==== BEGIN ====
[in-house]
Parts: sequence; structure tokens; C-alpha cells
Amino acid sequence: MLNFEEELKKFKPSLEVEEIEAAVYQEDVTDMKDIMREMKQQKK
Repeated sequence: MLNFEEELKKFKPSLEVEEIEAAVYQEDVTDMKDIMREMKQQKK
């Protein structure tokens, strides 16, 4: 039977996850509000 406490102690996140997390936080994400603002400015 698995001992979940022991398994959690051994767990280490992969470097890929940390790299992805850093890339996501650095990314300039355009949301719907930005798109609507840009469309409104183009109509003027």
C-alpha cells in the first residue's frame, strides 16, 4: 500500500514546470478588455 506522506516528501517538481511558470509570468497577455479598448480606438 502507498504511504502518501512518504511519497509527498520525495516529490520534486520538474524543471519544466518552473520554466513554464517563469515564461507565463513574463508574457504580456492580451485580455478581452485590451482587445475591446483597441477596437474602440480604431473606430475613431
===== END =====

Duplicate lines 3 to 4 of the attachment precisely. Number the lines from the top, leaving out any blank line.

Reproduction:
Amino acid sequence: MLNFEEELKKFKPSLEVEEIEAAVYQEDVTDMKDIMREMKQQKK
Repeated sequence: MLNFEEELKKFKPSLEVEEIEAAVYQEDVTDMKDIMREMKQQKK